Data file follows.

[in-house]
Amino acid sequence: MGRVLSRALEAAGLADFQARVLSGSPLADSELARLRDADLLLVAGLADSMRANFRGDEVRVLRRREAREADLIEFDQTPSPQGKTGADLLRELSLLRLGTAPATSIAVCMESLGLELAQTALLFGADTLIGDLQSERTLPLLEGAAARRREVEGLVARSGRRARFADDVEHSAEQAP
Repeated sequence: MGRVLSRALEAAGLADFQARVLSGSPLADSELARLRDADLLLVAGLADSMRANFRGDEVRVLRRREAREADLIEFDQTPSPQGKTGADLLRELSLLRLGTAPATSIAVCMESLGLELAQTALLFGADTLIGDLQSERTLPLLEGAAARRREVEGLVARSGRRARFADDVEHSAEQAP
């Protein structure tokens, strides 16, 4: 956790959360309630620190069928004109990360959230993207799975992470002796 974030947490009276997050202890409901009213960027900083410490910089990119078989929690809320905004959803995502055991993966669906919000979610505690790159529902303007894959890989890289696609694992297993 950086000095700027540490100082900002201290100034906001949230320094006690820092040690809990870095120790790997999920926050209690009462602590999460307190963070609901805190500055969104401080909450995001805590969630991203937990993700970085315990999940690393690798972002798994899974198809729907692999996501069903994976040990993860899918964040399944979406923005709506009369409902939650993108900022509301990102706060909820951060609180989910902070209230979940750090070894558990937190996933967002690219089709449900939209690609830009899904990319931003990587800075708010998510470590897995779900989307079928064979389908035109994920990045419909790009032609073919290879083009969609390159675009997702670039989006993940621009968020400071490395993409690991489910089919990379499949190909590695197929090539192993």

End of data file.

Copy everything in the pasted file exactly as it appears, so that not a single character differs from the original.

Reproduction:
[in-house]
Amino acid sequence: MGRVLSRALEAAGLADFQARVLSGSPLADSELARLRDADLLLVAGLADSMRANFRGDEVRVLRRREAREADLIEFDQTPSPQGKTGADLLRELSLLRLGTAPATSIAVCMESLGLELAQTALLFGADTLIGDLQSERTLPLLEGAAARRREVEGLVARSGRRARFADDVEHSAEQAP
Repeated sequence: MGRVLSRALEAAGLADFQARVLSGSPLADSELARLRDADLLLVAGLADSMRANFRGDEVRVLRRREAREADLIEFDQTPSPQGKTGADLLRELSLLRLGTAPATSIAVCMESLGLELAQTALLFGADTLIGDLQSERTLPLLEGAAARRREVEGLVARSGRRARFADDVEHSAEQAP
């Protein structure tokens, strides 16, 4: 956790959360309630620190069928004109990360959230993207799975992470002796 974030947490009276997050202890409901009213960027900083410490910089990119078989929690809320905004959803995502055991993966669906919000979610505690790159529902303007894959890989890289696609694992297993 950086000095700027540490100082900002201290100034906001949230320094006690820092040690809990870095120790790997999920926050209690009462602590999460307190963070609901805190500055969104401080909450995001805590969630991203937990993700970085315990999940690393690798972002798994899974198809729907692999996501069903994976040990993860899918964040399944979406923005709506009369409902939650993108900022509301990102706060909820951060609180989910902070209230979940750090070894558990937190996933967002690219089709449900939209690609830009899904990319931003990587800075708010998510470590897995779900989307079928064979389908035109994920990045419909790009032609073919290879083009969609390159675009997702670039989006993940621009968020400071490395993409690991489910089919990379499949190909590695197929090539192993």